• William I think it's important to understand the factors that made GM as big as it once was and would like to be today. Let's roll back to 1965, or even before that. GM was the biggest of the Big Three. It's main competition was Ford and Chrysler, as well as it's own 5 brands competing with themselves. The import competition was all but non existent. Volkswagen was the most popular imported cars at the time. So GM had its successful 5 brands, and very little competition compared to today's market. GM was big, huge in fact. It was diversified into many other lines of business, from trains to information data processing (EDS). Again GM was huge. But being huge didn't make it better. There are many examples of GM not building the best cars they could, it's no surprise that they were building cars to maximize their profits, not to be the best built cars on the road, the closest brand to achieve that status was Cadillac. Anyone who owned a Cadillac knew it could have been a much higher level of quality than it was. It had a higher level of engineering and design features compared to it's competition. But as my Godfather used to say "how good is good?" Being as good as your competitors, isn't being as good as you could be. So, today GM does not hold 50% of the automotive market as it once did, and because of a multitude of reasons it never will again. No matter how much it improves it's quality, market value and dealer network, based on competition alone it can't have a 50% market share again. It has only 3 of its original 5 brands, and there are too many strong competitors taking pieces of the market share. So that says it's playing in a different game, therfore there's a whole new normal to use as a baseline than before. GM has to continue downsizing to fit into today's market. It can still be big, but in a different game and scale. The new normal will never be the same scale it once was as compared to the now "worlds" automotive industry. Just like how the US railroad industry had to reinvent its self to meet the changing transportation industry, and IBM has had to reinvent its self to play in the ever changing Information Technology industry it finds it's self in. IBM was once the industry leader, now it has to scale it's self down to remain in the industry it created. GM is in the same place that the railroads, IBM and other big companies like AT&T and Standard Oil have found themselves in. It seems like being the industry leader is always followed by having to reinvent it's self to just remain viable. It's part of the business cycle. GM, it's time you accept your fate, not dead, but not huge either.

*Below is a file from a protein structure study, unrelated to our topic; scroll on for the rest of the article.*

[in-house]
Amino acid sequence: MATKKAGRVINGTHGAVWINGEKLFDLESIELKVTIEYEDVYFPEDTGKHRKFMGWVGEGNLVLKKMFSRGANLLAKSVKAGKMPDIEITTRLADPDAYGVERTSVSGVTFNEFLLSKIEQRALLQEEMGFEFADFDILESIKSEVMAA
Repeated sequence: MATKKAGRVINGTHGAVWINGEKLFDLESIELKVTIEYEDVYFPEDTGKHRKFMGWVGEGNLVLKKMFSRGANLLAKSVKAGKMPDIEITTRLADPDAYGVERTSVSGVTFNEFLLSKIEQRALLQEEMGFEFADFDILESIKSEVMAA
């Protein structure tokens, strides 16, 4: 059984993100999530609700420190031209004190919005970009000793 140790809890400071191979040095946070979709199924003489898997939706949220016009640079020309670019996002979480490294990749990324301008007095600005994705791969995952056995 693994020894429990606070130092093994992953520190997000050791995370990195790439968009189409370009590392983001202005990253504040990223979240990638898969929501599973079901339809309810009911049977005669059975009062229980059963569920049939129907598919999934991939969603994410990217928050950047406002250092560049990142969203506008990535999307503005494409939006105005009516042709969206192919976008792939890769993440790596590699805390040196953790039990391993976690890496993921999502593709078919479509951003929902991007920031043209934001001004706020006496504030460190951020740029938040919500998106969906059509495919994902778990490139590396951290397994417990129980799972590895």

• Tassos The Euro spec Taurus is the US spec Ford FUSION.Very few buyers care to see it here. FOrd has stopped making the Fusion long agoWake us when you have some interesting news to report.